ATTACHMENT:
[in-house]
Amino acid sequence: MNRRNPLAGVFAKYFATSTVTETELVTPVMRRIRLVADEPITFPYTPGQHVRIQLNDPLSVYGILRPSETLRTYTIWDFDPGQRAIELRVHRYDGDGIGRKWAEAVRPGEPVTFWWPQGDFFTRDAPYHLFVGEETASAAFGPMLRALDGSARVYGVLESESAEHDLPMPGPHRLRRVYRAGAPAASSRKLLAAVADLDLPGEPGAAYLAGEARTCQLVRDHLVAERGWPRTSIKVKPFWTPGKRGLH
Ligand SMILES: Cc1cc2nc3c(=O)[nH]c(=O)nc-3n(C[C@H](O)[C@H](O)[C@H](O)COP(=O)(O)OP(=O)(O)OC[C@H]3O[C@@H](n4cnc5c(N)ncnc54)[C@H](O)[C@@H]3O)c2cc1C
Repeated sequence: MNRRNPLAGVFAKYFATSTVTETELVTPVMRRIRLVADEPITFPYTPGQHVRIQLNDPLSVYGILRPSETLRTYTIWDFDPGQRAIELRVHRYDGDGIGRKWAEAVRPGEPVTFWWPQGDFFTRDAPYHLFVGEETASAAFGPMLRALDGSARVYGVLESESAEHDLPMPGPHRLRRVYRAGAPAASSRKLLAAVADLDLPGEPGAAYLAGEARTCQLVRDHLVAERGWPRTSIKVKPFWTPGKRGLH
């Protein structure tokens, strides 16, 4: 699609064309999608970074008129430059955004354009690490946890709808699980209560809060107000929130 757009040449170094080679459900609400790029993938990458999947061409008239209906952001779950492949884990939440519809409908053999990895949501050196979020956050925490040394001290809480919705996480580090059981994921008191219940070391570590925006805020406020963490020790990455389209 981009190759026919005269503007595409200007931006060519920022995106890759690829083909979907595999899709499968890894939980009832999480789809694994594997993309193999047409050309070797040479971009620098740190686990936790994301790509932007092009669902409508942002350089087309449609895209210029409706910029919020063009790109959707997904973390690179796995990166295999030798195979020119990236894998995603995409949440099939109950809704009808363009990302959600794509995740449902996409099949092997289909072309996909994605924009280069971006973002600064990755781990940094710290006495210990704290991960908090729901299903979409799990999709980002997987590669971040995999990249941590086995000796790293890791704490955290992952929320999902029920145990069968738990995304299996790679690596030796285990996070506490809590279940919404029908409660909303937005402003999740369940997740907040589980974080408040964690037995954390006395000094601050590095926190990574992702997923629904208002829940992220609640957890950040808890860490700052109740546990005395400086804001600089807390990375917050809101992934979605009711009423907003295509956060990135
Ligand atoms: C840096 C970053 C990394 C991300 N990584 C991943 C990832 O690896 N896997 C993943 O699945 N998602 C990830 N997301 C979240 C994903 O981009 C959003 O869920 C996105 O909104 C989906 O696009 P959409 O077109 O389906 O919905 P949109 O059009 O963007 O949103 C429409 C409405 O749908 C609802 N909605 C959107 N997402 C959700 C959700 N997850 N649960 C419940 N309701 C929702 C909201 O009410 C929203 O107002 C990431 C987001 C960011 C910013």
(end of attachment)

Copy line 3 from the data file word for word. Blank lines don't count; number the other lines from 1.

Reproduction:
Ligand SMILES: Cc1cc2nc3c(=O)[nH]c(=O)nc-3n(C[C@H](O)[C@H](O)[C@H](O)COP(=O)(O)OP(=O)(O)OC[C@H]3O[C@@H](n4cnc5c(N)ncnc54)[C@H](O)[C@@H]3O)c2cc1C